#MeToo

By | October 17, 2017

If all the women (and men) who have been sexually harassed or assaulted wrote “Me too.” as a Facebook status, we might give people a sense of the magnitude of the problem.

It’s 2 years exactly since I posted a series on sexual abuse on my blog. (Oct 6-Oct 29, 2015). In that case, I was mostly focused on the sexual abuse of children. Many people wrote to me to share their stories and offer support to those who have been affected.

It was astounding to see just how many people there were, while also knowing that there were at least as many others who didn’t write, who weren’t ready to share, who were still suffering silently.

Today the national conversation is on sexual harassment and assault. When I went on Facebook and saw all the #MeToo status updates, I was compelled to re-share a story I posted on my blog about a personal experience that happened to me.

When everyone is silent, the powerful majority can pretend there is no problem.

We aren’t being silent anymore.

There is a problem.


The Day I Was Groped

First published on my blog on October 16, 2013. Modified slightly from the original posting for context.

I had never been raped, sexually assaulted, or been in a situation where I felt in physical danger from men in any way. I knew people who had, and it broke my heart to know that they had to go through something like that. I couldn’t imagine dealing with the mental anguish. But then one day I was groped.

I was hiking down the side of the road, wearing casual pants, a backpack, a baseball cap, walking shoes, and carrying a tiny white puppy.

Here we are, in all our glory during Border2Border in Armenia. I'm on the far left. Note my beautiful appearance.

Here we are, in all our glory during Border2Border in Armenia. I’m on the far left. Note my beautiful appearance. The pink cords are my headphones. And it looks like I have a red toothbrush poking out of my pocket.

It was during Border2Border, an annual project for volunteers in Armenia. The project itself is amazing. Groups of volunteers hike from the north and south of the country and meet in a town in the middle. Along the way, they teach children at schools various lessons on the dangers of too much alcohol and smoking, the importance of exercise and good nutrition, and why you shouldn’t trash up your environment. It’s a hard hike, with hours of walking every day, rain or shine. But the camaraderie among the volunteers is fun, and the children seem to get a lot out of the lessons.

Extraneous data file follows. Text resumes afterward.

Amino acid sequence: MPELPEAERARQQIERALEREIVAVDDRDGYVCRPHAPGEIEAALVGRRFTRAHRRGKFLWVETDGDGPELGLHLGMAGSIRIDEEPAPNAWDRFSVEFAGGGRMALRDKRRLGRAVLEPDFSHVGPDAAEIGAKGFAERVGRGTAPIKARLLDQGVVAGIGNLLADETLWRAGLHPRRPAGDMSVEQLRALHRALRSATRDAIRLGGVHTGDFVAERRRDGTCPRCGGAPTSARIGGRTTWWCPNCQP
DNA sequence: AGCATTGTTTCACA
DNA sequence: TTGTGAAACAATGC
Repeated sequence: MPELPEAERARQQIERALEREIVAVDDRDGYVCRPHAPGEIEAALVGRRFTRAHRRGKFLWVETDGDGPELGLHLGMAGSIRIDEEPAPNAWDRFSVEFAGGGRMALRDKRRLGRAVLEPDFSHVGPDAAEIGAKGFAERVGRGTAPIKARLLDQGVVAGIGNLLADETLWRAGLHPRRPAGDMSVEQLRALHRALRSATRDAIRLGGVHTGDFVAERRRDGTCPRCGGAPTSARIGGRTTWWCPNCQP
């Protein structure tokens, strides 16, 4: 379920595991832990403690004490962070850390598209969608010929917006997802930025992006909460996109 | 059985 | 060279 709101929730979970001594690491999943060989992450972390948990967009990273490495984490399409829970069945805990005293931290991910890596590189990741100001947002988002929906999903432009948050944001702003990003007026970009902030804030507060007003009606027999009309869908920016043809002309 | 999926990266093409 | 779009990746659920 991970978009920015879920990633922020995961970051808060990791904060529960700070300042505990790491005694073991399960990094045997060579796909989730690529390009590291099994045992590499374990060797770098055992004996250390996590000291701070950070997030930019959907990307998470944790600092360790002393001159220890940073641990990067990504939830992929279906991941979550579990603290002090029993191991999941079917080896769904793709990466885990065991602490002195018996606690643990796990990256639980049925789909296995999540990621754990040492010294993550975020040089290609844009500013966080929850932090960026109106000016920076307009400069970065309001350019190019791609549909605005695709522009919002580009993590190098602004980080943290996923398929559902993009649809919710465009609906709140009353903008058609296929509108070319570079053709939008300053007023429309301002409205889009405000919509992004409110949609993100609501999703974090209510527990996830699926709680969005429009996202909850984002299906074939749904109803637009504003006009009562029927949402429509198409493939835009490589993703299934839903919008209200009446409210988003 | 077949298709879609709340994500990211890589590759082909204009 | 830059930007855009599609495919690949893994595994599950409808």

We took precautions, to make sure we were safe during the hike. I was with 5 other volunteers. We wore sunscreen and carried a first-aid kit. When it rained (as it did that morning), we wore raincoats and warmer layers. We kept in sight of each other, and regrouped often to make sure no one was left behind or got too far ahead of the others. We made sure not to listen to our music too loud, always keeping one ear on the buzz of traffic.

But no matter how careful you are, there is always a chance for error, for something to go wrong. This is a story about that time.

We were just south of the town of Sevan, following the curve of the road along Lake Sevan. We had left early that morning. It was cold and rainy, only our second “bad” weather day, and we had been on the road already for about 12 days.

An hour or two into our walk two little white scraggly animals came crawling out of the bushes by the road. They were puppies! Young puppies, with blue eyes barely able to see straight. They were mewing (couldn’t even bark yet) with hunger, shivering with cold, matted and wet. It was a wonder they were still alive.

We didn’t have a clue what we would do with them, but it was impossible to leave them behind. We fed them some yogurt, then continued on our hike with them wrapped in our jackets to warm up.

This is one of the puppies after she finished eating her yogurt.

This is one of the puppies after she finished eating her yogurt.

To protect the puppies from the cold and rain, we sheltered them inside our jackets.

To protect the puppies from the cold and rain, we sheltered them inside our jackets.

How CUTE are these puppies???

An hour or so later, I was walking with both of the puppies. I let them down every now and then to walk and pee (not wanting them to inadvertently pee on me). But the puppies were slow, so I started falling behind the other volunteers. The road was straight, so I could still see them hiking ahead of me, and I had my cell phone on me, so I figured I’d call and ask them to wait for me in a little bit.

We hadn’t really discussed what we were going to do with the puppies. It seemed foolish to hike with them for 8 more days. We hadn’t even cleared with our hosts for that night if it would be okay to bring puppies in. So when I saw a family by the side of the road throwing rocks into the lake, I stopped to say hi and ask if they wanted a puppy.